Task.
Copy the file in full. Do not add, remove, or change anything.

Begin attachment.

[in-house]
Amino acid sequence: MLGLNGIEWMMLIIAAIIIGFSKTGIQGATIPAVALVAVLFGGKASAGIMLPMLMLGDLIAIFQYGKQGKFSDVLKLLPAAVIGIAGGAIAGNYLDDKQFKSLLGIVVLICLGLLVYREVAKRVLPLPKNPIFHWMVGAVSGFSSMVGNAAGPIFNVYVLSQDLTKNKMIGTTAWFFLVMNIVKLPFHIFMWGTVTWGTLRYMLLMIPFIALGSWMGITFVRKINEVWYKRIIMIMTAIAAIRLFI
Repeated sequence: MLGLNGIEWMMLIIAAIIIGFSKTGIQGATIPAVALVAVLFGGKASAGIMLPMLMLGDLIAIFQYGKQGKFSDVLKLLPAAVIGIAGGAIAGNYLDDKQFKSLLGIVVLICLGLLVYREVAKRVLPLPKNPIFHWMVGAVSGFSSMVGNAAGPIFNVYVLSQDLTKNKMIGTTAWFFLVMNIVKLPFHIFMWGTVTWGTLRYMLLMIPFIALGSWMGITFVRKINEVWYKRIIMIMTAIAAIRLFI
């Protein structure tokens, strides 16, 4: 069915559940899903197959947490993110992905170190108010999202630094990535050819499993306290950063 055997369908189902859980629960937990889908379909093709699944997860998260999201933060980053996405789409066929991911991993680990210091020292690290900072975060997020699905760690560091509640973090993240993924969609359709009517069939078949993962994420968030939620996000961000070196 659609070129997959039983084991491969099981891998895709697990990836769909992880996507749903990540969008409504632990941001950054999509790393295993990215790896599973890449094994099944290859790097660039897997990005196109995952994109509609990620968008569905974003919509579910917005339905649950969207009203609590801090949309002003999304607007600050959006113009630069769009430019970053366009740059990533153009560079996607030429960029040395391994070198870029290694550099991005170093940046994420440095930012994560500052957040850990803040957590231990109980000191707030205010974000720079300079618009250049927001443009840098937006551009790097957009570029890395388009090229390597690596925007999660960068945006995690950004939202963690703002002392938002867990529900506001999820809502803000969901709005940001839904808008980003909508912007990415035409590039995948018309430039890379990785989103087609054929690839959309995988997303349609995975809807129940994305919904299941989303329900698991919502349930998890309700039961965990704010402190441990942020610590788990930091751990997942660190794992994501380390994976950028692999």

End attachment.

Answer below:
[in-house]
Amino acid sequence: MLGLNGIEWMMLIIAAIIIGFSKTGIQGATIPAVALVAVLFGGKASAGIMLPMLMLGDLIAIFQYGKQGKFSDVLKLLPAAVIGIAGGAIAGNYLDDKQFKSLLGIVVLICLGLLVYREVAKRVLPLPKNPIFHWMVGAVSGFSSMVGNAAGPIFNVYVLSQDLTKNKMIGTTAWFFLVMNIVKLPFHIFMWGTVTWGTLRYMLLMIPFIALGSWMGITFVRKINEVWYKRIIMIMTAIAAIRLFI
Repeated sequence: MLGLNGIEWMMLIIAAIIIGFSKTGIQGATIPAVALVAVLFGGKASAGIMLPMLMLGDLIAIFQYGKQGKFSDVLKLLPAAVIGIAGGAIAGNYLDDKQFKSLLGIVVLICLGLLVYREVAKRVLPLPKNPIFHWMVGAVSGFSSMVGNAAGPIFNVYVLSQDLTKNKMIGTTAWFFLVMNIVKLPFHIFMWGTVTWGTLRYMLLMIPFIALGSWMGITFVRKINEVWYKRIIMIMTAIAAIRLFI
């Protein structure tokens, strides 16, 4: 069915559940899903197959947490993110992905170190108010999202630094990535050819499993306290950063 055997369908189902859980629960937990889908379909093709699944997860998260999201933060980053996405789409066929991911991993680990210091020292690290900072975060997020699905760690560091509640973090993240993924969609359709009517069939078949993962994420968030939620996000961000070196 659609070129997959039983084991491969099981891998895709697990990836769909992880996507749903990540969008409504632990941001950054999509790393295993990215790896599973890449094994099944290859790097660039897997990005196109995952994109509609990620968008569905974003919509579910917005339905649950969207009203609590801090949309002003999304607007600050959006113009630069769009430019970053366009740059990533153009560079996607030429960029040395391994070198870029290694550099991005170093940046994420440095930012994560500052957040850990803040957590231990109980000191707030205010974000720079300079618009250049927001443009840098937006551009790097957009570029890395388009090229390597690596925007999660960068945006995690950004939202963690703002002392938002867990529900506001999820809502803000969901709005940001839904808008980003909508912007990415035409590039995948018309430039890379990785989103087609054929690839959309995988997303349609995975809807129940994305919904299941989303329900698991919502349930998890309700039961965990704010402190441990942020610590788990930091751990997942660190794992994501380390994976950028692999």